3. They’ll usher you into waiting rooms down the hall to wait for your turn at the Speaking test

The Speaking Test

They divided us into 3 rooms:

  1. Numbers 1-50
  2. Numbers 51-100
  3. Numbers 101-150

Beginning with Number 1, they went down the list (in order) and called us by fives to return down the hall and wait in a line of desks outside our designated testing rooms. So unfortunately, if you registered for the test late, you’ll wait longer. The Numbers are assigned based on when you register for the test.

In the testing room

When we entered the room, there were 2 Immigration Officers there to test us and a piece of paper turned over on the desk. Our test order followed this pattern:

  1. Sit down.
  2. Turn over the paper on the desk.
  3. Beginning with the first person (numerically), read the short Korean paragraph aloud.
  4. Answer 1-2 questions about the reading (they ask easier questions or clarifying questions if you don’t understand at first).
  5. Answer a follow-up personal question related to the reading. (Our reading was about seasons 계절, so the follow-up question was “What’s your favorite season?”)
  6. Continue in this manner down the line.
  7. Returning to the first reader, answer another, unrelated question. (Our second question was about national holidays 공휴일 in Korea and our home countries.)
  8. Finish the test.

Upon completion

After finishing the test, we went outside, and handed in our Numbered lanyards, then received a “Class locations” paper. It shows all the locations for classes in the province and includes the address and phone number for each. At the bottom of the paper is also the number for the office in Seoul that conducts the Online Courses (which is what I’m interested in).

I suppose now I’ll just wait and see what my test results are on “My Page” at the website. I’ll post another entry in this KIIP series after figuring out how to register for classes.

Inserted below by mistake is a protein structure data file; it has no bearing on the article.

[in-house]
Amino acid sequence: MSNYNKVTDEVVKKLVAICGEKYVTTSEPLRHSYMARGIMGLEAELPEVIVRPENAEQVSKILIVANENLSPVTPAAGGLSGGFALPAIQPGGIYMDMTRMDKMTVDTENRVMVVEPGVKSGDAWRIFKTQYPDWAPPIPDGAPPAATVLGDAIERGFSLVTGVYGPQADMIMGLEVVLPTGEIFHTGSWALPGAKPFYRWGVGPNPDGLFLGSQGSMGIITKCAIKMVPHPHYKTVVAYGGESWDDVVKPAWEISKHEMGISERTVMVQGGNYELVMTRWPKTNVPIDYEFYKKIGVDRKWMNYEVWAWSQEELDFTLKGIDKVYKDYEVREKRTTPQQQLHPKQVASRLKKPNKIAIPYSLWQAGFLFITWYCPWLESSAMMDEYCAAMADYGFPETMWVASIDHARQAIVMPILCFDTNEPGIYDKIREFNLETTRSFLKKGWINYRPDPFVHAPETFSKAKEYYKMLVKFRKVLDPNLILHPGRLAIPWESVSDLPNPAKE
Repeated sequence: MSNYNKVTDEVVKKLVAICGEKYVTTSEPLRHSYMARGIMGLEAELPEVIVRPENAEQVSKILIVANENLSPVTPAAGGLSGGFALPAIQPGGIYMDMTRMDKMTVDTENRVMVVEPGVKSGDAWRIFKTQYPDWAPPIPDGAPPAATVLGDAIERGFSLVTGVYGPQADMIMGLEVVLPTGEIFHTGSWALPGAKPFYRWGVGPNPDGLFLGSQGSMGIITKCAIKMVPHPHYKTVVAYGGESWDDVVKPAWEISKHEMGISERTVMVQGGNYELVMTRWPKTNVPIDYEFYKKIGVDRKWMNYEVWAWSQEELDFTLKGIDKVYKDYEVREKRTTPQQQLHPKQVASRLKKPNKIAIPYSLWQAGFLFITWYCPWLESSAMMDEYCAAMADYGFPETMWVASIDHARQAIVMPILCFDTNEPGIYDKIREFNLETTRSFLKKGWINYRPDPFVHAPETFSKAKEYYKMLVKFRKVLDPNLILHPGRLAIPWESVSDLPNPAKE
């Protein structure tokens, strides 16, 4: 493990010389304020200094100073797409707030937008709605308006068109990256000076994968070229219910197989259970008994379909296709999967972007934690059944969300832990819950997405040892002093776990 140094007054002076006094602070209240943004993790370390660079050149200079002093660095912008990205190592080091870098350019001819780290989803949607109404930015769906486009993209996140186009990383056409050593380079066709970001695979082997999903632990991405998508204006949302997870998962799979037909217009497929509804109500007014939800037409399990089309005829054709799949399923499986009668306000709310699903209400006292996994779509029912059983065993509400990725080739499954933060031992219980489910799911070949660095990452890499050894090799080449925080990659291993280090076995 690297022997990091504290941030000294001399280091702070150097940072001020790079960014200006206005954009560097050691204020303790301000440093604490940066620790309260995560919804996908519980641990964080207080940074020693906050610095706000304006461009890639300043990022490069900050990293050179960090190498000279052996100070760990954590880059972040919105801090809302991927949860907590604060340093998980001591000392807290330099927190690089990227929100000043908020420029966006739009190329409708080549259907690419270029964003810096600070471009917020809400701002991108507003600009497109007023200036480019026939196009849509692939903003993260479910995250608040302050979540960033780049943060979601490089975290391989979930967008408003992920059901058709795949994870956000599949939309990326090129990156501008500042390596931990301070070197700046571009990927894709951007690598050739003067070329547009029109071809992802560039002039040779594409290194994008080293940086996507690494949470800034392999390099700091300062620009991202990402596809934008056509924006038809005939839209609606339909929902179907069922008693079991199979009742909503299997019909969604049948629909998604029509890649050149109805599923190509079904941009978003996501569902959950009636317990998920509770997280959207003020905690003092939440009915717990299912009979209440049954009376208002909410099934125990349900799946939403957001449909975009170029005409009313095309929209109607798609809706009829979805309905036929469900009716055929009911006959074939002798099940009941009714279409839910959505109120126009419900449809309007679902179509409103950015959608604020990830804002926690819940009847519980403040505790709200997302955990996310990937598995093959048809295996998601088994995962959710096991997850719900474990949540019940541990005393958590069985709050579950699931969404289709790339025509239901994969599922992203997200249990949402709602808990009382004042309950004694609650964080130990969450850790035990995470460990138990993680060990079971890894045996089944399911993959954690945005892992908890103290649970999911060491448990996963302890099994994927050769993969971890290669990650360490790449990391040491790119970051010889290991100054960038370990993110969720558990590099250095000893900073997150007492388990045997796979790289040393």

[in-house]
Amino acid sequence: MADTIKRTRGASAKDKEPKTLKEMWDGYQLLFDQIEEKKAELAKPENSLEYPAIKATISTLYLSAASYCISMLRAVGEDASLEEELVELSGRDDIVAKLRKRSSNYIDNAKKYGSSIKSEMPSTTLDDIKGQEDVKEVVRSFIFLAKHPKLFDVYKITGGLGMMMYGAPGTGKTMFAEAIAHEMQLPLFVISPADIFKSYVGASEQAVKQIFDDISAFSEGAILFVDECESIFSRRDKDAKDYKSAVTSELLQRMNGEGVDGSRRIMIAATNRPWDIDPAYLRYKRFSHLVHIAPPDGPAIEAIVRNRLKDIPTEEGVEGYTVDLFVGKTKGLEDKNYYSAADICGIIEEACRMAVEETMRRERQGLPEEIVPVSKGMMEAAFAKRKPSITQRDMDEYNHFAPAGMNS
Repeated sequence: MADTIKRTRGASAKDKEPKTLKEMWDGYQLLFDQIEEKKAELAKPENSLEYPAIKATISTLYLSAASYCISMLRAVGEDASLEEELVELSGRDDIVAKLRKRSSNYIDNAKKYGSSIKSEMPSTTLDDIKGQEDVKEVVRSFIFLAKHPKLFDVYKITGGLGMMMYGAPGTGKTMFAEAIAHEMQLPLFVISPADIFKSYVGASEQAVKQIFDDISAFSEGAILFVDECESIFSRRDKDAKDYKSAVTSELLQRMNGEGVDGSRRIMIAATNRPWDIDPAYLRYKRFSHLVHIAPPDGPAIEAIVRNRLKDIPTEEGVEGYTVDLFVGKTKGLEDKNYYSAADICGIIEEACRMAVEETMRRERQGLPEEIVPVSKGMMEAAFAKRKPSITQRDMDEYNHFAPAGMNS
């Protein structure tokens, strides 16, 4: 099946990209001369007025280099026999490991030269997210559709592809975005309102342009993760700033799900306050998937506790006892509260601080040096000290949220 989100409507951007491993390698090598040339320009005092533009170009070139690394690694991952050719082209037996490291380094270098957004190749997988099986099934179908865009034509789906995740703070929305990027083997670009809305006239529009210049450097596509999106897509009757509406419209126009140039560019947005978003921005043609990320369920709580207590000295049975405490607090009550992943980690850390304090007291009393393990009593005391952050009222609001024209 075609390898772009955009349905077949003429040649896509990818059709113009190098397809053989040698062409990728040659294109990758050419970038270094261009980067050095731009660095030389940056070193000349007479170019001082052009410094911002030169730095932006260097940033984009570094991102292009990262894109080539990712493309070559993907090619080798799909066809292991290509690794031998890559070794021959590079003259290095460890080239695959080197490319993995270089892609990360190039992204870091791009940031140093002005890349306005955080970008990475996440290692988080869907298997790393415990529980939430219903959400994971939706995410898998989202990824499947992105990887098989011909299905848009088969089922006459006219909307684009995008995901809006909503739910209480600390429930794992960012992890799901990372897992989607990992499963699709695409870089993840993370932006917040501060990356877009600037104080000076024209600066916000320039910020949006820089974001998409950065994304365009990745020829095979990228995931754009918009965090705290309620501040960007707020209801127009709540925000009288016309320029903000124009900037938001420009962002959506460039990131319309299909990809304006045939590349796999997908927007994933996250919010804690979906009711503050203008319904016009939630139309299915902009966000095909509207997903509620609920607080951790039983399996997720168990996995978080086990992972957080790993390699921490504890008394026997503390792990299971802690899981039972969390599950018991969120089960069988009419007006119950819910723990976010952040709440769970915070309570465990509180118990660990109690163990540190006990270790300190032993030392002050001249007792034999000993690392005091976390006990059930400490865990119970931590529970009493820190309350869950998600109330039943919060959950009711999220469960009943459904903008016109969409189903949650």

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23 thoughts

  1. The best explanation of what you are gonna expect on the test day! This is exactly what I experienced on that day, except the order for the speaking test. You said the order was according to how early you have applied, but in our case it was according to the date of birth: the older you are, the earlier you go into the speaking test. And I remember the text fully till now.

    1. Interesting that your group went by date of birth. Where did you take the test? Any idea how many people took it?

      In Jeollabuk-do at Woosuk University, about 150 people took it.

      1. I took the test at Mokwon University, in Daejeon. There were about 200 people. I was the oldest in our group, so I was the first person to leave the room for the speaking test.

  2. Thank you very much for the comprehensive content. I already registered for the pre-test. I followed everything told in the slide. Everything was completely done; however, when I checked the “detail of my test ticket”, I noticed something which is different from the picture in the slide, i.e. 평가장소: 미정 instead of showing the test location. Is there anything wrong with my registration? Do I have to contact the immigration office for this?

    1. 미정 means “To Be Determined” so I assume that means that they haven’t yet assigned a testing room for you. I’d continue checking the KIIP homepage to see if/when that changes, and/or contact the local Immigration Office to ask about it.

      Do you know the University and/or city in which you signed up for the test? It does seem a little strange to see 미정 but it’s possible that they are just finalizing the exact testing location.

      Please continue to check the website, or contact immigration, and then Comment here again to let us all know what happened with that.

      1. You are right! The test location was not decided yet. It is because of the registration period. I checked 마이페이지 again after the registration period was over, and I saw the test location had been determined. I did the test the day before yesterday (August 09, 2014) at 숭실대. The test were conducted in a very strict arrangement and I believed they sorted the candidates in Date-of-Birth order. Above all, it was exciting and I am waiting for the test result this Thursday (August 14, 2014).

        Thanks 🙂

        1. Great! How did you do? When I took the test, I got immediately into level 4 (but failed to pass the TOPIK Level 3 when I recently took it…ㅠㅠ). Now, I’m waiting for my level test on August 30 to see if I can get into Level 5. If I fail, I’ll retake the level 4 class, then get automatically “bumped” to level 5.

          1. I got Level 3 class. I think it is the right class for me.